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Vol I No. 1
Science & Faith

A Word to the Wise

by William J. Martin

In my work as a physicist I know the necessity of being sound in the basics.   We speak of fundamental physics, fundamental particles, fundamental symmetries and so forth.  If you get it wrong at the beginning, at the most fundamental level, that spells trouble ahead for greater progress.   So let’s cut to the chase to seek what is most basic. That is essential if we are to be fruitful in exploring the quite different domains of science and faith.

The power of words

I have always been fascinated by words.   Words do not stand alone.  They work together with one another to make phrases and sentences that connect meaningfully with the world.  Our language enables our ordinary life as human beings.   What would it be like without our ability to deploy words?  There would be very limited interpersonal communication.  There would be no scientific texts, no poetry or novels, no vast stores of information in our libraries.  There would be no theologia, that is, speaking about God.

How do words manage to get their traction on the world?  Language has a range and flexibility that is quite remarkable.  Philosophers from Aristotle to Wittgenstein have known that language is inescapably social, dependent on a network of human interconnections.  It starts early.  Who is not delighted upon hearing the first words of a child?

Our words bear upon the world successfully enough for our survival, even our thriving, in our daily lives.  We now live in an era when we can also speak sensibly about phenomena ranging from the microscopic subatomic scale to the cosmic scale of arrays of galaxies.  Our language lets us articulate quite well the incomprehensible intelligibility of the cosmos that Einstein found so remarkable.  Just why should the world be so intelligible to us?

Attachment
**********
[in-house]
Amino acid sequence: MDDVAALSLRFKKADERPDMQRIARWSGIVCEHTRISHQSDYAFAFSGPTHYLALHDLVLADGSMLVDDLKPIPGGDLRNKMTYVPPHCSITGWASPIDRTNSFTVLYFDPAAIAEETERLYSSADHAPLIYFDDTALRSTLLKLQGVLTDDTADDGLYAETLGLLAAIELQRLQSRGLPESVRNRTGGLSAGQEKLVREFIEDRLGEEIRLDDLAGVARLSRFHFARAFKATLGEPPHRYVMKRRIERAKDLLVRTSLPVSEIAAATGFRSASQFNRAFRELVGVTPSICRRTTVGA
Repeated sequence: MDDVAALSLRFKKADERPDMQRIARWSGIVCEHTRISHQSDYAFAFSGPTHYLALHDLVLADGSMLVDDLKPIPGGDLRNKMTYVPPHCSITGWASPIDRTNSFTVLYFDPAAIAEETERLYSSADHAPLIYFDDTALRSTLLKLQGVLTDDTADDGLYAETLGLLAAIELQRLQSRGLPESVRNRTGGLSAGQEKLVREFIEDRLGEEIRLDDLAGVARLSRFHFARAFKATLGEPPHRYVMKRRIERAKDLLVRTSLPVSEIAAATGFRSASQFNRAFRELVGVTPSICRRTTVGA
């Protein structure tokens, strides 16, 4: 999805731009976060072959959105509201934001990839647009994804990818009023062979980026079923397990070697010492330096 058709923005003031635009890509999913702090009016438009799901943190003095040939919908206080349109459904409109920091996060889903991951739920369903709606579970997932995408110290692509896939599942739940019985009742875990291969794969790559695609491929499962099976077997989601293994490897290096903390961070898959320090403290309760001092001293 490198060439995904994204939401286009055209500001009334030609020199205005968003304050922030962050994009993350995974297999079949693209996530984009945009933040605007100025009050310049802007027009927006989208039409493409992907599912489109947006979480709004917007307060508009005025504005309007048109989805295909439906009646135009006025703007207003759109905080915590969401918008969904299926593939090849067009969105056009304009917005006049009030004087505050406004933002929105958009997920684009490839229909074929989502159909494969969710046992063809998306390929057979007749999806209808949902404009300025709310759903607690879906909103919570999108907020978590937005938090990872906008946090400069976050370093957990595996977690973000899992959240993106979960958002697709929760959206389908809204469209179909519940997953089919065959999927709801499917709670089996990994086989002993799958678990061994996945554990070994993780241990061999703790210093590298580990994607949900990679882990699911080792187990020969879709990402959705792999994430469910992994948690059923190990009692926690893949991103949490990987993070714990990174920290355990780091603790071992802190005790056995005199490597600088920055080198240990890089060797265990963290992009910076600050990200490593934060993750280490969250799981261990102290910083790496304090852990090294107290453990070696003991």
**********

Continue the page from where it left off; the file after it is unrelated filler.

Might language be the most significant indicator of who we are in the cosmos?  If so, could it be that the very survival of our increasingly global civilization depends on being adequately attuned to what is going on with words?  What do we do when we speak?

The Word-made-flesh

The book of Genesis links God’s creative act to speaking: “And God said…”. The gospel of John opens with these words: “In the beginning was the Word, and the Word was with God, and the Word was God.”  John continues by telling us that “the Word became flesh and dwelt among us.”  He goes on to identify the Word-made-flesh with Jesus of Nazareth.   That incarnate Word is the springboard behind the power of the felicitous language that Thomas Cranmer bequeathed to the Book of Common  Prayer.  Yet what could it possibly mean to speak of the Word-made-flesh?

John’s  Greek word for “beginning,” arche (ἀρχῇ) has more than a temporal sense to it.  It also suggests a principle behind things.    “Arche” points to something fundamental in the order of being as much as to a start in the order of time.  Furthermore, John surely was playing with words when he chose his Greek term for “Word,” Logos (λόγος).   The term logos had a long pedigree in the Greek philosophical world.    John’s educated contemporaries knew the logos of the world signified its “logic,” as it were, by which the cosmos is rationally ordered.